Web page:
Chuks Okorafor: Reported $4.333333 million; After displacement: -$3.508333 million
Robert Spillane: Tendered $2.433 million salary; After displacement: -$1.608 million
Marcus Allen: Tendered $2.54 million salary; After displacement: -$1.715 million
James Daniels: Reported $4.166666 million; After displacement: -$3.341666 million
Levi Wallace: Reported $2.5175 million; After displacement*: -$1.672317 million
Montravius Adams: Reported $1.7675 million; After displacement+: -$0.8725 million
Zach Banner: Saved $5 million salary; After displacement: +$4.175 million
Myles Jack: Reported $4.75 million; After displacement*: -$3.90139 million
Joe Schobert: Saved $7.834 million salary; After displacement+: +$6.939 million
Ahkello Witherspoon: Reported $2.5175 million; After displacement+: -$1.6225 million
Gunner Olszewski: Reported $1.5825 million; After displacement+: -$0.6875 million
Genard Avery: Reported $1.0475 million; After displacement+: -$0.1525
Karl Joseph: Reported $895k; not in the top 51: -$0
Miles Boykin: Reported $2.54 million salary; After displacement++: -$0
Terrell Edmunds: Reported $1.1875 million; After displacement+: -$0.2925
Damontae Kazee: Not reported yet
Estimated salary cap space: Approximately $13.0 million
*The salaries displaced by these two contracts were $845,183 (Tre Norwood) and $848,610 (Pressley Harvin)
+A $895k contract was displaced
++Displaced by each other, giving no change to the cap
So where does this number compare to those reported by the major salary cap websites (at the original time of publishing, before any potential updates)?
According to overthecap.com, the Steelers are $11,362,210 under the salary cap. OTC has all of the above reported contracts on the books except they still have Haskins contract. Otherwise our numbers are exactly the same.
Another credible salary cap website is spotrac.com, which has the Steelers at $12,760,319 under the cap. Spotrac has the above contracts, but also has Mikes Boykin’s prorated bonus incorrectly counting for the Steelers instead of it sticking with the Ravens. Spotrac does not have the offseason workouts counting against the salary cap at this time either. Additionally, Spotrac counts the potential dead money hits of players outside the top 51 salaries in their totals.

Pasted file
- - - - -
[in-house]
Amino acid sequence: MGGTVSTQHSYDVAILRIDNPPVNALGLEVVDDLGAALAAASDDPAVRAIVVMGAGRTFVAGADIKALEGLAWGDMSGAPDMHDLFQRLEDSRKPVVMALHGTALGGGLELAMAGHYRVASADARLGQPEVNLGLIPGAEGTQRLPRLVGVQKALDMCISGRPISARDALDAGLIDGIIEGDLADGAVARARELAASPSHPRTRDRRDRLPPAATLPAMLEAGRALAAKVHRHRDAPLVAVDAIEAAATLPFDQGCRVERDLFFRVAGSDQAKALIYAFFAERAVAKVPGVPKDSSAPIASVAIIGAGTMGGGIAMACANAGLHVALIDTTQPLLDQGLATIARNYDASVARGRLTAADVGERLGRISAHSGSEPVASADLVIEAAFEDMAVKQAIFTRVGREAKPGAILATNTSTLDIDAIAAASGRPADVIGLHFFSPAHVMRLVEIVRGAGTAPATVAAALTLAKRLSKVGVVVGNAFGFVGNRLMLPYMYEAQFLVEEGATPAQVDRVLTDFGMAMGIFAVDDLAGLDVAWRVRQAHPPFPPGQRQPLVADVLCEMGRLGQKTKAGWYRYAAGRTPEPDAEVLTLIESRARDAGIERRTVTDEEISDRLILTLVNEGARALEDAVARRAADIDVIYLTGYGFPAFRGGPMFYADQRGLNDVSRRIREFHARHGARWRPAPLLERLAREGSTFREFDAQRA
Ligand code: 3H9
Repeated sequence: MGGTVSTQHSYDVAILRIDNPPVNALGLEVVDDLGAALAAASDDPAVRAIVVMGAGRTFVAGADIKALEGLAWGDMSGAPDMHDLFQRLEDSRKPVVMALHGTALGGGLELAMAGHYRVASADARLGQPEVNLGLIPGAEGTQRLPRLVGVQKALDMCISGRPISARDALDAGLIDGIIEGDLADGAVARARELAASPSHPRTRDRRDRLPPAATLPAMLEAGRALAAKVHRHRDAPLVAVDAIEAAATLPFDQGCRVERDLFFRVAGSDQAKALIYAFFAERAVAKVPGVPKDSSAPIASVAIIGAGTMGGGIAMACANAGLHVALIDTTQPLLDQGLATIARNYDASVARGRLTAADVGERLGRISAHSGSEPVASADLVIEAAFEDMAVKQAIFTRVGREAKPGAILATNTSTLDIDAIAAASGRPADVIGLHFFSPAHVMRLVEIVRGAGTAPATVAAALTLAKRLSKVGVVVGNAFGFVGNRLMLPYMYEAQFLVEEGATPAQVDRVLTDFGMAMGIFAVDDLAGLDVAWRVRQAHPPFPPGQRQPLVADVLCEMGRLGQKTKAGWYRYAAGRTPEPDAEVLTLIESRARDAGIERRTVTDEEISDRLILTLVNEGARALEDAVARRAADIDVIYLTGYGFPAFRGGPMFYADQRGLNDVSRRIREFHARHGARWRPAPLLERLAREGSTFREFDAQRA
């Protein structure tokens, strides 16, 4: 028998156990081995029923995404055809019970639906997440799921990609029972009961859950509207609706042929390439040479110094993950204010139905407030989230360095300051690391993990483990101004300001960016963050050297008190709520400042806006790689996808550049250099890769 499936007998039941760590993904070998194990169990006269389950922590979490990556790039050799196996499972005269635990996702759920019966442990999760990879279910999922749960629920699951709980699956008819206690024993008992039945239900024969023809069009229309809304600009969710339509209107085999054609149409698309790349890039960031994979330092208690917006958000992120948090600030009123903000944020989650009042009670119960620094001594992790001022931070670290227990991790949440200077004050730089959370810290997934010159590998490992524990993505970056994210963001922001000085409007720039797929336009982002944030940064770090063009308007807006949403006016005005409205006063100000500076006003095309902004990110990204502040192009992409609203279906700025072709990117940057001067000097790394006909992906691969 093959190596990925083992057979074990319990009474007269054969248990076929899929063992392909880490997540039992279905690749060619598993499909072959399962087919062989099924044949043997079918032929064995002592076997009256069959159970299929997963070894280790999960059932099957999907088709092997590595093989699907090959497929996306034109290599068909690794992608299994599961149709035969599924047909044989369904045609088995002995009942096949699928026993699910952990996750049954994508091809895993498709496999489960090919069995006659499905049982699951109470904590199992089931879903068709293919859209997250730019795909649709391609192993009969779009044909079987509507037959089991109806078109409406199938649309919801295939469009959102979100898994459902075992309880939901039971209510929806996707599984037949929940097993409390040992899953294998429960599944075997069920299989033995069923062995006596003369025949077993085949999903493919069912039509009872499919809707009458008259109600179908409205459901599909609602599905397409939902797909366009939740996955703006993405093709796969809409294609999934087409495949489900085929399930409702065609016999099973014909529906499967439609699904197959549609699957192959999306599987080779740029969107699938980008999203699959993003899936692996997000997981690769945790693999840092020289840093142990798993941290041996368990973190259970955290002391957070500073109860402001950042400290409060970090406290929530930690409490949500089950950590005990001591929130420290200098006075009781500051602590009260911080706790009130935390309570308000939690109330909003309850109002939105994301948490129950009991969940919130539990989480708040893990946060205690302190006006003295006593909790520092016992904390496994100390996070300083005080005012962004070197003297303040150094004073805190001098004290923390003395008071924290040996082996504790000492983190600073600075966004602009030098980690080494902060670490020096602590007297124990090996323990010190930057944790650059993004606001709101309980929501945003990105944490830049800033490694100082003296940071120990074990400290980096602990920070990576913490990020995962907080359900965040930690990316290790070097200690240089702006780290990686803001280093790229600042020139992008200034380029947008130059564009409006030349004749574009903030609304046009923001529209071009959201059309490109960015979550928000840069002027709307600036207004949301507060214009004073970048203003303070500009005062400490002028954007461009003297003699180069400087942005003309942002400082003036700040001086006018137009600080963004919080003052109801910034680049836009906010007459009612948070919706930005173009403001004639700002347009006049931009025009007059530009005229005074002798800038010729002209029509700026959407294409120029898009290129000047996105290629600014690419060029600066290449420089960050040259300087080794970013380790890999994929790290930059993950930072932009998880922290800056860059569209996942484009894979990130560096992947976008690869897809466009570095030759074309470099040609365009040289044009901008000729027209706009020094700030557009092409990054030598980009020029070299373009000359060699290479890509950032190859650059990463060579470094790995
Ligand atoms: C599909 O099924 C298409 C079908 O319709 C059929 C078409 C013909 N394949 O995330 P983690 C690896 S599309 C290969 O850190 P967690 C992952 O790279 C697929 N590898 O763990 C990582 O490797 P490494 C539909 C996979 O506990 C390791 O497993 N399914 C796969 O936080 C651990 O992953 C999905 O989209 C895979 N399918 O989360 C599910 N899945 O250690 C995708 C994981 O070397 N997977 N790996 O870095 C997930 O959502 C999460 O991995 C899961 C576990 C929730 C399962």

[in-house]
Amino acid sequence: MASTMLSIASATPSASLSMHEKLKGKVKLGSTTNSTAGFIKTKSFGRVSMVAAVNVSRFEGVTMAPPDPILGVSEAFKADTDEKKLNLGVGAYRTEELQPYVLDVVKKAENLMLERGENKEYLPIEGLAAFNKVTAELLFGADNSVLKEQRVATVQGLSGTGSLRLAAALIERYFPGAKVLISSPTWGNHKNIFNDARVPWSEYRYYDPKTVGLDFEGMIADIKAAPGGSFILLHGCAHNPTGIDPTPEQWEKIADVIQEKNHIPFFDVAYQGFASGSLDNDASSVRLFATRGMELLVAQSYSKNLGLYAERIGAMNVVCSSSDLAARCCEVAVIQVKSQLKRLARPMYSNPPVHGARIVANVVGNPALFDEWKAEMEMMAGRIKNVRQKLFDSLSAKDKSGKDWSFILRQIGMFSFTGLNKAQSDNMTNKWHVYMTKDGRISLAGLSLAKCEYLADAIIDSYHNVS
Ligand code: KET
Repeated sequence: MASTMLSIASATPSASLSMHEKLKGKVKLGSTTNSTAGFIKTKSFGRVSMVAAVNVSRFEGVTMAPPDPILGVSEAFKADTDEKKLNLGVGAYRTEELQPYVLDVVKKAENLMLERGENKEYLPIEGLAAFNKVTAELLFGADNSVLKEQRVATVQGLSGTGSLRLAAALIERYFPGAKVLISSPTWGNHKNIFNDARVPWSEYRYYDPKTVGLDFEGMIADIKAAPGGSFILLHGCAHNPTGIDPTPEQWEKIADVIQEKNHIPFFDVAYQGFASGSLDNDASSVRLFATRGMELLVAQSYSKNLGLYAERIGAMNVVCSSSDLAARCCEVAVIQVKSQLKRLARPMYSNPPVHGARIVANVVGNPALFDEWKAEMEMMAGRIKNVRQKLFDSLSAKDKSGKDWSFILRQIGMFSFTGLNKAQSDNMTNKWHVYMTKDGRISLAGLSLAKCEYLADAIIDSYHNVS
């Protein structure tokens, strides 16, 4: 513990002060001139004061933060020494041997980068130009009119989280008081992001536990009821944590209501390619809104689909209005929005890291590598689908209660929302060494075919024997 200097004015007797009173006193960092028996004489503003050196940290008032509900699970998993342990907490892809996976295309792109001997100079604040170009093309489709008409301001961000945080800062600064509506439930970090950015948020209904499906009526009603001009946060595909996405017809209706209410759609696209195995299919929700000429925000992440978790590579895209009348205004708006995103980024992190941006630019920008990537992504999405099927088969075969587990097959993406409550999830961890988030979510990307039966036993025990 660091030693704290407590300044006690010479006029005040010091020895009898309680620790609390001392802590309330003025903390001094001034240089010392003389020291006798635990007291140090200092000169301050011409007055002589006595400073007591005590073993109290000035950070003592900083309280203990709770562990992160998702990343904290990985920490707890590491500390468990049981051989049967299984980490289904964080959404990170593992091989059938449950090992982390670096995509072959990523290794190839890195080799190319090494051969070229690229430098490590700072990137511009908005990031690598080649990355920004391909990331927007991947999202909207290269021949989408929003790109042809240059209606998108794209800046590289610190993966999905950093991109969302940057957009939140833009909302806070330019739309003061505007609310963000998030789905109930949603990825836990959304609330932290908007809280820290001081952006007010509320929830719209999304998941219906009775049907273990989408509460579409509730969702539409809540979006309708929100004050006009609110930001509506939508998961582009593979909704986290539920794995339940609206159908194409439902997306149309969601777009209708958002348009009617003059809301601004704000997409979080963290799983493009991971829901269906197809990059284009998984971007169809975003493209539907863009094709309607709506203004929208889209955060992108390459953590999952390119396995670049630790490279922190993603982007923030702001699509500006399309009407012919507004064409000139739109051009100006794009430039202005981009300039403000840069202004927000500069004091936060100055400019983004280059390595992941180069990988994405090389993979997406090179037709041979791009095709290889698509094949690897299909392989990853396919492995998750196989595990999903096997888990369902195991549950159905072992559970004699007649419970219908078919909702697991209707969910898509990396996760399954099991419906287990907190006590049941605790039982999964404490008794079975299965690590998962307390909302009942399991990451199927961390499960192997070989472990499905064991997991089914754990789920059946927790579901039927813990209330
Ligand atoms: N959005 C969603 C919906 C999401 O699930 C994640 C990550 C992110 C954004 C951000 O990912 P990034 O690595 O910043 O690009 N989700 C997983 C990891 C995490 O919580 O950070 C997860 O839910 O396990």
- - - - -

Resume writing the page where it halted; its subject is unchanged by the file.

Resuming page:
What about the 2022 rookies?
Now that the 2022 NFL draft is over, it is known that the Steelers stayed with their designated selections. Based on their draft choices, when rookie contracts are signed this offseason they will only be three salaries out of the seven drafted players and 10 undrafted free agents that will land in the top 51. Only Kenny Pickett, George Pickens, and DeMarvin Leal should have a 2022 cap hit that will put them in the top 51. After factoring in displacement, their contracts together will count approximately $2.5 million towards the salary cap based on the rookie pool estimate chart provided by OTC. Since these contracts are not signed yet, they will not be included at this time until the precise dollar amounts are known. Even if taking these amounts into account, the Steelers would still have approximately $10.5 million left in salary cap space.
The Steelers will need as much as an additional $10.8 million come September when they need to account for all 53 players on the roster, sign their practice squad, and have some carryover in order to do business throughout the year as outlined in the following article:
Unless Damontae Kazee has an unexpected salary cap hit for 2022 (he was a veteran salary benefit contract for 2021), the Steelers are in the range of what they need for the 2022 season at this time without freeing up any other money. Even though there could be some dead money in contracts with players not making the 53-man roster, it should be offset even more by larger contracts of players who are waived.
Does something not make sense? Curious about any of the specifics? Leave your questions in the comments below and I will check in and do my best to answer them.